The Pacific War Online Encyclopedia
|Previous: Sato Kenryo||Table of Contents||Next: Sato Namizo|
Kohima Museum. Via generals.dk
Fair use may apply
Sato was born in Yamagata prefecture and graduated
from the Military Academy in 1913 and the Army Staff College in 1921.
As a regimental commander, he was involved in the
border clash at
Changkufeng in the summer of 1938 and at the battle of Nomonhan in 1939.
Sato commanded 31 Division in China from its activation in March 1943. The division later fought at Kohima as part of Operation U-Go in March 1944. Slim criticized Sato for lacking the moral courage to ignore his orders, bypass Kohima, and advance on Dimapur; in fact, Sato was resolved to carry out his orders and no more, accepting U-Go as an operation to establish a better defensive line but rejecting Mutaguchi's vision of an invasion of India. When the attack on Kohima collapsed, Sato was ordered by Mutaguchi to hold his position for ten days, in spite of the lack of any logistical support. Outraged at the lack of arrangements to bring in supplies to feed his men, he refused to obey both this order and a subsequent order to join the attack against Imphal, going so far as to cut his communications wires. He was therefore relieved on 7 July 1944 and ordered to report to Southern Army.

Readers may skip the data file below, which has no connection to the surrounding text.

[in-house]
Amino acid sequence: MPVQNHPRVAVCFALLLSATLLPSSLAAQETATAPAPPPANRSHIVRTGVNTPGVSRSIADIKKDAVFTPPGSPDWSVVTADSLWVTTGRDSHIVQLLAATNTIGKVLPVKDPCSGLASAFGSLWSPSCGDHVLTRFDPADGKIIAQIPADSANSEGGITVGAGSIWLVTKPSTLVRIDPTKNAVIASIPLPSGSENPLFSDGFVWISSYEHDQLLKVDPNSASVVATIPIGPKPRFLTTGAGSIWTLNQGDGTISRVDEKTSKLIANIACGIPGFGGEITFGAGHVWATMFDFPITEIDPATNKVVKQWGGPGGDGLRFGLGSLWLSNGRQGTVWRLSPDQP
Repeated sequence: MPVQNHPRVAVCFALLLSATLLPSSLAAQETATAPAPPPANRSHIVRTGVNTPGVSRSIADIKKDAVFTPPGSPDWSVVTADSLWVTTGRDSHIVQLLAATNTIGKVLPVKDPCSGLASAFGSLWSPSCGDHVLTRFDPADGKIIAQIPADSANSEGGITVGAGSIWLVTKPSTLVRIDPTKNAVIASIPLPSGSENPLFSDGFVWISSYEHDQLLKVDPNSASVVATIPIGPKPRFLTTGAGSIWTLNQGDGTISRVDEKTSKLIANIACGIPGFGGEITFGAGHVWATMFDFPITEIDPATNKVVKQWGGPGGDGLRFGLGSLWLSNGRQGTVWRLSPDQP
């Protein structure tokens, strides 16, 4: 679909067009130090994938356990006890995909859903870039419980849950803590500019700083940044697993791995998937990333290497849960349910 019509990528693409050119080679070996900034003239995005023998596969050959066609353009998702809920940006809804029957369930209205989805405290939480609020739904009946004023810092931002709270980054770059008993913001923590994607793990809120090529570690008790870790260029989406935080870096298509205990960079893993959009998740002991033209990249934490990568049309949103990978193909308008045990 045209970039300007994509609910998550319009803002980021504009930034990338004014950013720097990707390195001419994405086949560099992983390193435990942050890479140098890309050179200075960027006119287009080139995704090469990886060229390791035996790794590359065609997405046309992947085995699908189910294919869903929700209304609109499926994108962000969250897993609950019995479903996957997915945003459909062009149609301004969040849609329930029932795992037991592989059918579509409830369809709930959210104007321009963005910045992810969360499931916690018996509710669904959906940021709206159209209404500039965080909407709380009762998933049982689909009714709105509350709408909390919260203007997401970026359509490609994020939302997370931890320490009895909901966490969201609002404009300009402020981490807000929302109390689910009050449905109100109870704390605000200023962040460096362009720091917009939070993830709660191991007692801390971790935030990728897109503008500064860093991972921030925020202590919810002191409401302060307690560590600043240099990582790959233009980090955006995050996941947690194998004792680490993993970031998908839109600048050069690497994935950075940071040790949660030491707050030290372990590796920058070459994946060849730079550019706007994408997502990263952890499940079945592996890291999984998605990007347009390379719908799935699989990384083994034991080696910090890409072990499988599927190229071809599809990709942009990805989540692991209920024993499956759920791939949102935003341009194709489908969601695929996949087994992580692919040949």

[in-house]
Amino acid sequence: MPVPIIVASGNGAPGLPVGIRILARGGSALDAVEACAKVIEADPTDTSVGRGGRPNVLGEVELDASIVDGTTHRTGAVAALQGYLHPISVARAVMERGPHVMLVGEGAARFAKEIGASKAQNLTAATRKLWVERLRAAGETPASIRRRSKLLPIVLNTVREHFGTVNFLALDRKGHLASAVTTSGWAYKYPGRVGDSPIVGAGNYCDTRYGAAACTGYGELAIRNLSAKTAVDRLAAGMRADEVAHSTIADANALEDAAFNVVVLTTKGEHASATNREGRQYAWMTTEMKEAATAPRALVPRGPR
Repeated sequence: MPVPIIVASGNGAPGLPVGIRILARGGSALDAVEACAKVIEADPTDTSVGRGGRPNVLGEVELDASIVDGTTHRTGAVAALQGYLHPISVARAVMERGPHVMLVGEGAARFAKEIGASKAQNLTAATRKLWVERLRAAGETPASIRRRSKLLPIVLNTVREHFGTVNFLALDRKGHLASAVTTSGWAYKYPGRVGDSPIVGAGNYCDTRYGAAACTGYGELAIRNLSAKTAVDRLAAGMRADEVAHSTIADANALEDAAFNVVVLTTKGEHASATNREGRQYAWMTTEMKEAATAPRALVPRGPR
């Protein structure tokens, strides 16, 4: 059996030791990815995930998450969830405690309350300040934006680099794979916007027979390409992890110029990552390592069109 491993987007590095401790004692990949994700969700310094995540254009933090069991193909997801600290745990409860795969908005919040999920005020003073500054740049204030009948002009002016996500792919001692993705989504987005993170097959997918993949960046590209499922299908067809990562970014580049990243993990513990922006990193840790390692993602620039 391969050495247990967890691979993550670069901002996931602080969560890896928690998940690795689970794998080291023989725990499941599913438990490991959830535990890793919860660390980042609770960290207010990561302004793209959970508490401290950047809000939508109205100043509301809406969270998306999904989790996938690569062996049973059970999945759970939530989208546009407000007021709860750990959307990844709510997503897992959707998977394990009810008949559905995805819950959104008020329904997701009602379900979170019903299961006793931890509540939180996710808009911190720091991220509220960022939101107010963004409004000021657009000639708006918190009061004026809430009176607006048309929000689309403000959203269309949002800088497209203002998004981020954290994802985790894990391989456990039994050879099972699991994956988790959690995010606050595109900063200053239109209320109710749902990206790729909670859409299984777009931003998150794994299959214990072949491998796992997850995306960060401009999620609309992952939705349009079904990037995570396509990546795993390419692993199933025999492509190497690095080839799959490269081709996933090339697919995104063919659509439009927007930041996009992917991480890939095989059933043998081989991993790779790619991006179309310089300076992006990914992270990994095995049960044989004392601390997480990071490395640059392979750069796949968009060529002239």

On reporting to 15 Army, Sato was offered a short sword wrapped in white cloth, the traditional instrument for seppuku. Contemptuously rejecting the suggestion that he kill himself, he declared that "15th Army's staff possess less tactical understanding that cadets," and demanded trial by court-martial in order to expose Mutaguchi's incompetence: "I will bring you down with me" (Lewin 1976). He was refused by Kawabe, the acting Southern Army commander. Sato was declared mentally disturbed instead, and was forced to retire on 23 November 1944.
Sato is described by Drea (2009) as a "hard-bitten combat veteran" who was barely on speaking terms with Mutaguchi. He never believed U-Go could succeed, telling his officers on the eve of the attack that (Roberts 2011):
I'll take this opportunity, gentlemen, of making something quite clear to you. Miracles apart, every one of you is likely to lose his life in this operation. It isn't simply a question of the enemy's bullets. You must be prepared for death by starvation in these mountain fastnesses.
The bad blood between the two went back as far as 1934, when Sato was aligned with the Control Faction (Tōseiha)
and discovered that his movements were being reported to Mutaguchi,
then part of the General Affairs Bureau, who was aligned with the
Imperial Way Faction (Kōdōha).
||Born in Yamagata prefecture
||Staff, 6 Division
||Commander, 75 Regiment, Manchuria
||Commander, 2 District, 8 Border
Garrison Unit, Manchuria
||Lewin (1976)Commander, 23 Brigade, Manchuria
||Chief, Military Affairs Section,
Independent Mixed Brigade
||Commander, 31 Division,
||Burma Area Army Headquarters
||16 Army Headquarters
||Northeastern District Army Headquarters
Dupuy et al. (1992)
Generals.dk (accessed 2008-6-6)
The Pacific War Online Encyclopedia © 2007-2011 by Kent G. Budge. Index
Visit our discussion forums.
Comment on this article